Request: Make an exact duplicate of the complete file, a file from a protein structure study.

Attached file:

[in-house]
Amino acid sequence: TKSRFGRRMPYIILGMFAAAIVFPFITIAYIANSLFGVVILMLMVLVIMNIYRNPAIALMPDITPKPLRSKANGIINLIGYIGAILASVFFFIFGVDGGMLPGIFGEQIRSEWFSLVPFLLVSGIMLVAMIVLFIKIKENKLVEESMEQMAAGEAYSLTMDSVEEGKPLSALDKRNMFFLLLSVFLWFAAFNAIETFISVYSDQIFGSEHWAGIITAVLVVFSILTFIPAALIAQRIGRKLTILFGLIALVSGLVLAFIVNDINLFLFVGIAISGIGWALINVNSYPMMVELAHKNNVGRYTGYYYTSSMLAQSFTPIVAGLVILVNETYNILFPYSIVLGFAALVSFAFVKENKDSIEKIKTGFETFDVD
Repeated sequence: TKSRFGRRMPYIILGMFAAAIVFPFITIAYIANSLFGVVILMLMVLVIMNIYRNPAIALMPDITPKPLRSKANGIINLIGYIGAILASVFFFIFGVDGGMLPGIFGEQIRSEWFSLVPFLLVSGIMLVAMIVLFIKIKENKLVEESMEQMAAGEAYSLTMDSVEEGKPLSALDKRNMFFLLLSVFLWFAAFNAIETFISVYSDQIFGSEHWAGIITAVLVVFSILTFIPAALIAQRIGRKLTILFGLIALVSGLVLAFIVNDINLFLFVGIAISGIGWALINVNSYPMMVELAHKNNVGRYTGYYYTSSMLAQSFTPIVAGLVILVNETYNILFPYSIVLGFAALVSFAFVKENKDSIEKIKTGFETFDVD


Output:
[in-house]
Amino acid sequence: TKSRFGRRMPYIILGMFAAAIVFPFITIAYIANSLFGVVILMLMVLVIMNIYRNPAIALMPDITPKPLRSKANGIINLIGYIGAILASVFFFIFGVDGGMLPGIFGEQIRSEWFSLVPFLLVSGIMLVAMIVLFIKIKENKLVEESMEQMAAGEAYSLTMDSVEEGKPLSALDKRNMFFLLLSVFLWFAAFNAIETFISVYSDQIFGSEHWAGIITAVLVVFSILTFIPAALIAQRIGRKLTILFGLIALVSGLVLAFIVNDINLFLFVGIAISGIGWALINVNSYPMMVELAHKNNVGRYTGYYYTSSMLAQSFTPIVAGLVILVNETYNILFPYSIVLGFAALVSFAFVKENKDSIEKIKTGFETFDVD
Repeated sequence: TKSRFGRRMPYIILGMFAAAIVFPFITIAYIANSLFGVVILMLMVLVIMNIYRNPAIALMPDITPKPLRSKANGIINLIGYIGAILASVFFFIFGVDGGMLPGIFGEQIRSEWFSLVPFLLVSGIMLVAMIVLFIKIKENKLVEESMEQMAAGEAYSLTMDSVEEGKPLSALDKRNMFFLLLSVFLWFAAFNAIETFISVYSDQIFGSEHWAGIITAVLVVFSILTFIPAALIAQRIGRKLTILFGLIALVSGLVLAFIVNDINLFLFVGIAISGIGWALINVNSYPMMVELAHKNNVGRYTGYYYTSSMLAQSFTPIVAGLVILVNETYNILFPYSIVLGFAALVSFAFVKENKDSIEKIKTGFETFDVD